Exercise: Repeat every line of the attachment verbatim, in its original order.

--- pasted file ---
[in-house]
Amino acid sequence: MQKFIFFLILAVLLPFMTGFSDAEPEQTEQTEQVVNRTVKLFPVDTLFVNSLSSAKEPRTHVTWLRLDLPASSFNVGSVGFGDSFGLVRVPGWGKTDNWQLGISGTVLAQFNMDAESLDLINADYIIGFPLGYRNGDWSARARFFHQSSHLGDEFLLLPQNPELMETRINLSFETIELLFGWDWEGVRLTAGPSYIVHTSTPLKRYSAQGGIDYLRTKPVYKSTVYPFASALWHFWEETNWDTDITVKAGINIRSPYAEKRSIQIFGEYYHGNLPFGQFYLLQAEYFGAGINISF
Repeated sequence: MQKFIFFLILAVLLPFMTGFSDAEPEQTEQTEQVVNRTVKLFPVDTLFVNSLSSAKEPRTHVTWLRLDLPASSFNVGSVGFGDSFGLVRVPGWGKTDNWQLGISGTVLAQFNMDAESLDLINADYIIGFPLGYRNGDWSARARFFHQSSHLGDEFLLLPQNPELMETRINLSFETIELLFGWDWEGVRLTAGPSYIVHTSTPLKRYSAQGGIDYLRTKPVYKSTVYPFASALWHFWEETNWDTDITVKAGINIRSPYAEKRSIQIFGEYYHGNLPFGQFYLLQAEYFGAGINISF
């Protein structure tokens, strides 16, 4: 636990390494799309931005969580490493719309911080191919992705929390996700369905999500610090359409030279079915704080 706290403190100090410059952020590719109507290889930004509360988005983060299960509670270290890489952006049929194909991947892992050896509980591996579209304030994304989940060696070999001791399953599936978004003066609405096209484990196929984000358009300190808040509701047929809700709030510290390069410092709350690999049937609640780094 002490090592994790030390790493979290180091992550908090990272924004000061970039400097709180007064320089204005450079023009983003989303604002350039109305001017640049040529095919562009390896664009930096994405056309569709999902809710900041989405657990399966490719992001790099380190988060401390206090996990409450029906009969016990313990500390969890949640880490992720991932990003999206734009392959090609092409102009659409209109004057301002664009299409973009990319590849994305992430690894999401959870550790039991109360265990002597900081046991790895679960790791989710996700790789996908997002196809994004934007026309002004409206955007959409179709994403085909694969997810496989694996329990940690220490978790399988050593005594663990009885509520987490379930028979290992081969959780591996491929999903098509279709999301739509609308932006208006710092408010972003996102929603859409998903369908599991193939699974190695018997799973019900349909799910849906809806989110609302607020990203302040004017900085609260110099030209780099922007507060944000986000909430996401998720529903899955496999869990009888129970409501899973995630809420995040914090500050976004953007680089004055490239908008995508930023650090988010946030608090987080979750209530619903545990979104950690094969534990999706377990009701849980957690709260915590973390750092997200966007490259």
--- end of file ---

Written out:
[in-house]
Amino acid sequence: MQKFIFFLILAVLLPFMTGFSDAEPEQTEQTEQVVNRTVKLFPVDTLFVNSLSSAKEPRTHVTWLRLDLPASSFNVGSVGFGDSFGLVRVPGWGKTDNWQLGISGTVLAQFNMDAESLDLINADYIIGFPLGYRNGDWSARARFFHQSSHLGDEFLLLPQNPELMETRINLSFETIELLFGWDWEGVRLTAGPSYIVHTSTPLKRYSAQGGIDYLRTKPVYKSTVYPFASALWHFWEETNWDTDITVKAGINIRSPYAEKRSIQIFGEYYHGNLPFGQFYLLQAEYFGAGINISF
Repeated sequence: MQKFIFFLILAVLLPFMTGFSDAEPEQTEQTEQVVNRTVKLFPVDTLFVNSLSSAKEPRTHVTWLRLDLPASSFNVGSVGFGDSFGLVRVPGWGKTDNWQLGISGTVLAQFNMDAESLDLINADYIIGFPLGYRNGDWSARARFFHQSSHLGDEFLLLPQNPELMETRINLSFETIELLFGWDWEGVRLTAGPSYIVHTSTPLKRYSAQGGIDYLRTKPVYKSTVYPFASALWHFWEETNWDTDITVKAGINIRSPYAEKRSIQIFGEYYHGNLPFGQFYLLQAEYFGAGINISF
């Protein structure tokens, strides 16, 4: 636990390494799309931005969580490493719309911080191919992705929390996700369905999500610090359409030279079915704080 706290403190100090410059952020590719109507290889930004509360988005983060299960509670270290890489952006049929194909991947892992050896509980591996579209304030994304989940060696070999001791399953599936978004003066609405096209484990196929984000358009300190808040509701047929809700709030510290390069410092709350690999049937609640780094 002490090592994790030390790493979290180091992550908090990272924004000061970039400097709180007064320089204005450079023009983003989303604002350039109305001017640049040529095919562009390896664009930096994405056309569709999902809710900041989405657990399966490719992001790099380190988060401390206090996990409450029906009969016990313990500390969890949640880490992720991932990003999206734009392959090609092409102009659409209109004057301002664009299409973009990319590849994305992430690894999401959870550790039991109360265990002597900081046991790895679960790791989710996700790789996908997002196809994004934007026309002004409206955007959409179709994403085909694969997810496989694996329990940690220490978790399988050593005594663990009885509520987490379930028979290992081969959780591996491929999903098509279709999301739509609308932006208006710092408010972003996102929603859409998903369908599991193939699974190695018997799973019900349909799910849906809806989110609302607020990203302040004017900085609260110099030209780099922007507060944000986000909430996401998720529903899955496999869990009888129970409501899973995630809420995040914090500050976004953007680089004055490239908008995508930023650090988010946030608090987080979750209530619903545990979104950690094969534990999706377990009701849980957690709260915590973390750092997200966007490259």